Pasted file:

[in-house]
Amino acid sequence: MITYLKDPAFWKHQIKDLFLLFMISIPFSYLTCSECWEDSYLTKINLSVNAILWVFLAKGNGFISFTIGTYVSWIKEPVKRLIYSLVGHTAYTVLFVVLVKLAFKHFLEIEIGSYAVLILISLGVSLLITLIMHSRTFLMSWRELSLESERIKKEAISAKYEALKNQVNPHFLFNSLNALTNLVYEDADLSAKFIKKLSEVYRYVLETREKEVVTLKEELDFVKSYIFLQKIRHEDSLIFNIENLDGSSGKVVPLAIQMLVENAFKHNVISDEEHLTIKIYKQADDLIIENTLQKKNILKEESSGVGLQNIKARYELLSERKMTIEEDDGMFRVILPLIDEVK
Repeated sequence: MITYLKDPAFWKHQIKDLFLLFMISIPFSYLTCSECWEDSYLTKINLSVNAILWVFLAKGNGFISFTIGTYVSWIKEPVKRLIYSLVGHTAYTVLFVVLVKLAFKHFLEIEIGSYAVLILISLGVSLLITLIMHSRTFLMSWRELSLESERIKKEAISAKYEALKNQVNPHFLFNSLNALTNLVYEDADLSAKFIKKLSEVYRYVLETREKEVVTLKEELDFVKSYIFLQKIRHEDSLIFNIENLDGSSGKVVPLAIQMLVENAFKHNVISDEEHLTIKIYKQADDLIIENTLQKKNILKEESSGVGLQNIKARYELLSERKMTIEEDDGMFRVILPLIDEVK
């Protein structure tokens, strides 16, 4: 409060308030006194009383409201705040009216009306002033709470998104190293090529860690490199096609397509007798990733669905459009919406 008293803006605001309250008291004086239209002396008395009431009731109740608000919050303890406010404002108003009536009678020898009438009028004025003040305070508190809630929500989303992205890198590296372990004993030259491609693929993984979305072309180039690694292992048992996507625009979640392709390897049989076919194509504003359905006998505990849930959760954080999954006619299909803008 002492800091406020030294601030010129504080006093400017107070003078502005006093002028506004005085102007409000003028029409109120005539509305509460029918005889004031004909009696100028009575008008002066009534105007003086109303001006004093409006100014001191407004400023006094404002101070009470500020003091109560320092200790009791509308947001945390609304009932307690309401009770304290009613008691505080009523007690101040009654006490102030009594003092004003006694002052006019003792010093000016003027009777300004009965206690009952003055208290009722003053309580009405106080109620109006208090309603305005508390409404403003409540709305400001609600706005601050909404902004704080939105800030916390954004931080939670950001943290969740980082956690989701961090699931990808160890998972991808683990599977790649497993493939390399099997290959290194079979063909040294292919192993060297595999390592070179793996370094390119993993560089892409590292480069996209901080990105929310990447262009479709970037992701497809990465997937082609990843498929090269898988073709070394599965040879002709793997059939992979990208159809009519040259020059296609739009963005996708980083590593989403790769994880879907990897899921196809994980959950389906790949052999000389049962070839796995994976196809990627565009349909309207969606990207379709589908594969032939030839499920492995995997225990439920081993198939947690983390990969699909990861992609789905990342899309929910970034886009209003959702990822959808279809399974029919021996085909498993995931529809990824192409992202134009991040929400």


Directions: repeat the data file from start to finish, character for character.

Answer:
[in-house]
Amino acid sequence: MITYLKDPAFWKHQIKDLFLLFMISIPFSYLTCSECWEDSYLTKINLSVNAILWVFLAKGNGFISFTIGTYVSWIKEPVKRLIYSLVGHTAYTVLFVVLVKLAFKHFLEIEIGSYAVLILISLGVSLLITLIMHSRTFLMSWRELSLESERIKKEAISAKYEALKNQVNPHFLFNSLNALTNLVYEDADLSAKFIKKLSEVYRYVLETREKEVVTLKEELDFVKSYIFLQKIRHEDSLIFNIENLDGSSGKVVPLAIQMLVENAFKHNVISDEEHLTIKIYKQADDLIIENTLQKKNILKEESSGVGLQNIKARYELLSERKMTIEEDDGMFRVILPLIDEVK
Repeated sequence: MITYLKDPAFWKHQIKDLFLLFMISIPFSYLTCSECWEDSYLTKINLSVNAILWVFLAKGNGFISFTIGTYVSWIKEPVKRLIYSLVGHTAYTVLFVVLVKLAFKHFLEIEIGSYAVLILISLGVSLLITLIMHSRTFLMSWRELSLESERIKKEAISAKYEALKNQVNPHFLFNSLNALTNLVYEDADLSAKFIKKLSEVYRYVLETREKEVVTLKEELDFVKSYIFLQKIRHEDSLIFNIENLDGSSGKVVPLAIQMLVENAFKHNVISDEEHLTIKIYKQADDLIIENTLQKKNILKEESSGVGLQNIKARYELLSERKMTIEEDDGMFRVILPLIDEVK
């Protein structure tokens, strides 16, 4: 409060308030006194009383409201705040009216009306002033709470998104190293090529860690490199096609397509007798990733669905459009919406 008293803006605001309250008291004086239209002396008395009431009731109740608000919050303890406010404002108003009536009678020898009438009028004025003040305070508190809630929500989303992205890198590296372990004993030259491609693929993984979305072309180039690694292992048992996507625009979640392709390897049989076919194509504003359905006998505990849930959760954080999954006619299909803008 002492800091406020030294601030010129504080006093400017107070003078502005006093002028506004005085102007409000003028029409109120005539509305509460029918005889004031004909009696100028009575008008002066009534105007003086109303001006004093409006100014001191407004400023006094404002101070009470500020003091109560320092200790009791509308947001945390609304009932307690309401009770304290009613008691505080009523007690101040009654006490102030009594003092004003006694002052006019003792010093000016003027009777300004009965206690009952003055208290009722003053309580009405106080109620109006208090309603305005508390409404403003409540709305400001609600706005601050909404902004704080939105800030916390954004931080939670950001943290969740980082956690989701961090699931990808160890998972991808683990599977790649497993493939390399099997290959290194079979063909040294292919192993060297595999390592070179793996370094390119993993560089892409590292480069996209901080990105929310990447262009479709970037992701497809990465997937082609990843498929090269898988073709070394599965040879002709793997059939992979990208159809009519040259020059296609739009963005996708980083590593989403790769994880879907990897899921196809994980959950389906790949052999000389049962070839796995994976196809990627565009349909309207969606990207379709589908594969032939030839499920492995995997225990439920081993198939947690983390990969699909990861992609789905990342899309929910970034886009209003959702990822959808279809399974029919021996085909498993995931529809990824192409992202134009991040929400």